This talk will show the results of an internet-scale analysis of the security of AWS Cognito configurations. During this research it was possible to identify 2500 identity pools, which were used to gain access to more than 13000 S3 buckets (which are not publicly exposed), 1200 DynamoDB tables and 1500 Lambda functions.
The talk starts with an introduction to the AWS Cognito service and how it can be configured by the developers to give end-users direct access to AWS resources such as S3 and DynamoDB. Access is restricted by IAM policies which are under the developer's control and, in many cases, do not follow the least privilege principle.
The configuration weakness is first explained step by step for a specific AWS account and Cognito identity pool using a series of demos, the same concepts are then automated to perform an internet-scale analysis of AWS Cognito configurations.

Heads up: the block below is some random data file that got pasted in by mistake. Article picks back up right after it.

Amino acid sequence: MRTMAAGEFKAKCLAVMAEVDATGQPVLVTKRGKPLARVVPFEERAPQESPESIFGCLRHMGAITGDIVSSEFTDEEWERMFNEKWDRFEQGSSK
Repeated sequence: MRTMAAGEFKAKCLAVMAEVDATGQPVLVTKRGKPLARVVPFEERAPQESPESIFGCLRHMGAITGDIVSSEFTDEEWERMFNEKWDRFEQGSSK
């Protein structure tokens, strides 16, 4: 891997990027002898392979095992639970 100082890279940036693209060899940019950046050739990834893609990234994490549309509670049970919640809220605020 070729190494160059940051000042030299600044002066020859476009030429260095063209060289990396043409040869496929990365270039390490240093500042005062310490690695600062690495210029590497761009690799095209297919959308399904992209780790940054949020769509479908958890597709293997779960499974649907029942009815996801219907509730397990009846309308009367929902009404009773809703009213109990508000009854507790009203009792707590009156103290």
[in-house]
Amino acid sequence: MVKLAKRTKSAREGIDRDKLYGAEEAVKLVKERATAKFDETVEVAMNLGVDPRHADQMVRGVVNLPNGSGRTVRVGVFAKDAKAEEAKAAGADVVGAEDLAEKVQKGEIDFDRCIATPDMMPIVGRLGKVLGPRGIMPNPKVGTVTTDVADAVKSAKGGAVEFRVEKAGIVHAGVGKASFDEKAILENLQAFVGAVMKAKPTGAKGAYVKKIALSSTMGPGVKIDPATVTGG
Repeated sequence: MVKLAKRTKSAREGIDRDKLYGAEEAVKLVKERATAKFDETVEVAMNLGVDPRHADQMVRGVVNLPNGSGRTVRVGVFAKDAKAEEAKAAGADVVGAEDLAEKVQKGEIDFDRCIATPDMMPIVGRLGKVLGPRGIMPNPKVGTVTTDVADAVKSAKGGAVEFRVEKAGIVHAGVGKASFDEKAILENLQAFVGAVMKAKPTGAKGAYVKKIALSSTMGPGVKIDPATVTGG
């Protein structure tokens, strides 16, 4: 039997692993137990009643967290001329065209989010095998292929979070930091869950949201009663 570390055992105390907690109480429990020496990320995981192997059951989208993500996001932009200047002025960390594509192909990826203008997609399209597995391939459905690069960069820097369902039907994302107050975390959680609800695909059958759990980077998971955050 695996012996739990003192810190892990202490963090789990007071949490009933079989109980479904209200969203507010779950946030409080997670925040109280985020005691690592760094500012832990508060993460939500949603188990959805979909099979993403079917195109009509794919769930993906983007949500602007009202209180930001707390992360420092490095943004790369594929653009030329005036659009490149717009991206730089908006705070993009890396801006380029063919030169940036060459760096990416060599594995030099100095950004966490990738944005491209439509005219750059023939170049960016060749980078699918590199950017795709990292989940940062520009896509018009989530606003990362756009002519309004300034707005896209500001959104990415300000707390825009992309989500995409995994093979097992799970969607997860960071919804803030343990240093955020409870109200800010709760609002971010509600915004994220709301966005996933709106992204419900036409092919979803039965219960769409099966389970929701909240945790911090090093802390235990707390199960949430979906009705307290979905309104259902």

Because Cognito identity pool IDs are UUID4 it was necessary to download thousands of APKs from the Google Play store, decompile them and extract the identifiers. Other sources such as Common Crawl were also used to identify valid identifiers. The tools used to perform these tasks will be made public.
Each Cognito identity pool that was configured with an unauthenticated role was analyzed using an in-depth permission brute-force tool that identifies potential breaches to least privilege principle.
The talk ends with recommendations for developers that want to configure the service in a secure manner, and an analysis of potential reasons for this widespread issue such as poor documentation and examples on AWS site.